Peter is willing to accept Jesus’ doctrine of forgiveness, but suggests a limit of seven times. He walks on the water in faith, but sinks in doubt. He refuses to let Jesus wash his feet, then wants his whole body cleansed. He swears at the Last Supper that he will never deny Jesus, and then swears to a servant maid that he has never known the man. He loyally resists the first attempt to arrest Jesus by cutting off the ear of Malchus, but in the end he runs away with the others. In the depth of his sorrow, Jesus looks on him and forgives him, and he goes out and sheds bitter tears. It is to this seeming failure that the Risen Lord says, “Peter feed my lambs…feed my sheep”. And it is the same Peter who responds to the prompting of the Spirit and declares boldly “You are the Christ, the Son of the living God”. Ultimately, Christ draws out the best of Peter to whom he entrusts the leadership of the Apostles and who will go on to preach the first sermon of the Christian Church at Pentecost, afire with the Holy Spirit.

Beyond any reasonable doubt, in the early Church, as today, the successors of Peter, the Bishops of Rome, were seen as and acted as the Church’s Rock and leading Shepherd, the centre of unity, truth, and stability for the world-wide Church.

We meet Saul in the Acts of the Apostles, full of righteous zeal against these dangerous Christians, approving of the stoning of St Stephen. On such a mission to slay such Christians in Damascus, he experiences an earth shattering encounter with the Risen Christ. Blinded, dazed and confused, stripped of all his certainty, power and assuredness, he must be led by the hand into the city, lost, frightened and powerless.  Yet through the power of the Spirit the scales fall from Saul’s eyes. He begins to see with the eyes of faith.  In the new life of the baptised, the newly named Paul goes on the preach the Gospel of Christ throughout Mediterranean as far as Rome, hoping to travel on to Spain, ‘the ends of the earth’, and leaving us the precious teaching of his epistles and the wonderful example of his life and ministry.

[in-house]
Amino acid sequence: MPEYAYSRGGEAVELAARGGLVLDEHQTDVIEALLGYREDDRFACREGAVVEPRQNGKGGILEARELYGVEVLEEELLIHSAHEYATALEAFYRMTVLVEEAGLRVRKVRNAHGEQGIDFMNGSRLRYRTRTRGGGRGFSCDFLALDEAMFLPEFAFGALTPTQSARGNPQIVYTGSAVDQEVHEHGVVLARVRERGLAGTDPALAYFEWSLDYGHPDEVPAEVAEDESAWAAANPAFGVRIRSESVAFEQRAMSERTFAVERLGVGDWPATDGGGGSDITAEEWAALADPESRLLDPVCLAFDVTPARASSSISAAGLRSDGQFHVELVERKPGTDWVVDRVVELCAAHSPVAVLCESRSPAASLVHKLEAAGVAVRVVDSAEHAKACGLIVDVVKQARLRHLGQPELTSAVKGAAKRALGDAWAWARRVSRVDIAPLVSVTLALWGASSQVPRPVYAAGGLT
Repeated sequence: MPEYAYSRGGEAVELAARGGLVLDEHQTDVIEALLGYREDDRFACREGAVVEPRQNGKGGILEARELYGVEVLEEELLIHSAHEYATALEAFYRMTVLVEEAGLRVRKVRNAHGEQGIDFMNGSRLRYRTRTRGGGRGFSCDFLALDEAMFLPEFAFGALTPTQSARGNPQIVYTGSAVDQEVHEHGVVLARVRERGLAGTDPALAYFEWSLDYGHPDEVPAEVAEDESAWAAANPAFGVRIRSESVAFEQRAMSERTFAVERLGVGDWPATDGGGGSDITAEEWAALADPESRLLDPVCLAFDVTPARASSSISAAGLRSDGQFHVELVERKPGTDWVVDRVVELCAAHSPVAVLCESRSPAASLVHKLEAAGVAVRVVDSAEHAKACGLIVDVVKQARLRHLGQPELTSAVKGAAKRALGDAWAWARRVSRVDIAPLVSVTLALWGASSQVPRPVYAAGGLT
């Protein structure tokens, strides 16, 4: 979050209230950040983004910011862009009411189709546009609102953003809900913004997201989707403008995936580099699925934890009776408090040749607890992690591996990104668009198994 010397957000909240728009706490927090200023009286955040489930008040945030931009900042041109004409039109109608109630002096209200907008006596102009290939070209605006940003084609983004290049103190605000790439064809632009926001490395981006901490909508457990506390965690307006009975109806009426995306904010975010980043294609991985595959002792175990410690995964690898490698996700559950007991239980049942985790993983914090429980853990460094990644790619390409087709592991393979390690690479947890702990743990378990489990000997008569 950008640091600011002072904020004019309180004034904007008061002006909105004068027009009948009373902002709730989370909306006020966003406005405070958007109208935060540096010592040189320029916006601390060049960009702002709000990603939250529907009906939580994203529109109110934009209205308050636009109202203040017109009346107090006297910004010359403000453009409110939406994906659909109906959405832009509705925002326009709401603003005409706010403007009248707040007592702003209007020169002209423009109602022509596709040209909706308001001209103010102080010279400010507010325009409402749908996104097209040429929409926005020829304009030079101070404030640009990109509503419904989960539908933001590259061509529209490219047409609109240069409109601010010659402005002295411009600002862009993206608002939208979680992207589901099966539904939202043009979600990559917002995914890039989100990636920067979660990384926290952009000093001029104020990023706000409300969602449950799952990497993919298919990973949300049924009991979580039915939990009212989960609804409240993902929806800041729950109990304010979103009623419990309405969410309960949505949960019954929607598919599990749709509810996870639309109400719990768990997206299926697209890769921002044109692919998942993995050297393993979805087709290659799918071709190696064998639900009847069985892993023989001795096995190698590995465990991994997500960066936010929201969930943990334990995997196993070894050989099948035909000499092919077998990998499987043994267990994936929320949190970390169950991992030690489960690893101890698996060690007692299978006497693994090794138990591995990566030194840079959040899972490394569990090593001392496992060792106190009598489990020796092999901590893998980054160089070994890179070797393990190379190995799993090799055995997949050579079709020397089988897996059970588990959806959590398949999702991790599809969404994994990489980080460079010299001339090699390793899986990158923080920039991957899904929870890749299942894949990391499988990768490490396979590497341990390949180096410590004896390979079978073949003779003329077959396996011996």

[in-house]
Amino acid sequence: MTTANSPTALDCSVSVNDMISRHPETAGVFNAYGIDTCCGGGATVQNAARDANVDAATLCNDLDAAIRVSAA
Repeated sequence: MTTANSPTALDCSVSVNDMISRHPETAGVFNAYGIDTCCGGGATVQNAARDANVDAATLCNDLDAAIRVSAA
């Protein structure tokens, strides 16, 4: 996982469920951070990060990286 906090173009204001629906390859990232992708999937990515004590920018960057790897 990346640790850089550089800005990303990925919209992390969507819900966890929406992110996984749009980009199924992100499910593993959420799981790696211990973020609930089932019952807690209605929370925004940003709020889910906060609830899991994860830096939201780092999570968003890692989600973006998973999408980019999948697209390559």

Peter and Paul are the two great heroes of the Apostolic Age ‑ Peter for leading the first Christian communities and binding them in unity, a role that springs from his profession of faith in Caesarea Philippi, and Paul for travel­ling throughout the Roman Empire as the Apostle to the Gentiles, ensuring that the Gospel could be heard by all. They conclude their earthly journey in Rome, the heart of the Empire, where they crowned their lives of witness by shedding their blood for Christ. In celebrating the death of these apostles and martyrs, we celebrate today, the triumph of life and death offered fully to God.

Ss Peter and Paul, pray for us and with us today.

Message from Metropolitan Archbishops

A Message from the Metropolitan Archbishops
of the Catholic Church in England

Dear Brothers and sisters in Christ,

Grace to you and peace from God our Father and the Lord Jesus Christ.